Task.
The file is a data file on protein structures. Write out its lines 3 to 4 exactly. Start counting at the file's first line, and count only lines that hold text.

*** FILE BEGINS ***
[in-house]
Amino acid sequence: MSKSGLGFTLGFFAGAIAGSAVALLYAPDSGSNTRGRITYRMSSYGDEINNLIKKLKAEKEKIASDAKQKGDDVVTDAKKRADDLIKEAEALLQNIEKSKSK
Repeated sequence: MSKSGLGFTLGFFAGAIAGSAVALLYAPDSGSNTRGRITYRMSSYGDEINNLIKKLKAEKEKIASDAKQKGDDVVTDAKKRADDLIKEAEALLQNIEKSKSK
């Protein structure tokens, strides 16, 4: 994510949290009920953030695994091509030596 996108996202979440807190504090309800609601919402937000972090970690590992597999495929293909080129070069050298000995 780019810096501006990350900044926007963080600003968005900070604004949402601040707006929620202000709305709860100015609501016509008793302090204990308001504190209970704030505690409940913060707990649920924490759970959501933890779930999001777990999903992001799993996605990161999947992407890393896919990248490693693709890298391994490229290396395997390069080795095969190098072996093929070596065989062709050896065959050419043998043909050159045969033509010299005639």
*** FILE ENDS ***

Repeated sequence: MSKSGLGFTLGFFAGAIAGSAVALLYAPDSGSNTRGRITYRMSSYGDEINNLIKKLKAEKEKIASDAKQKGDDVVTDAKKRADDLIKEAEALLQNIEKSKSK
């Protein structure tokens, strides 16, 4: 994510949290009920953030695994091509030596 996108996202979440807190504090309800609601919402937000972090970690590992597999495929293909080129070069050298000995 780019810096501006990350900044926007963080600003968005900070604004949402601040707006929620202000709305709860100015609501016509008793302090204990308001504190209970704030505690409940913060707990649920924490759970959501933890779930999001777990999903992001799993996605990161999947992407890393896919990248490693693709890298391994490229290396395997390069080795095969190098072996093929070596065989062709050896065959050419043998043909050159045969033509010299005639």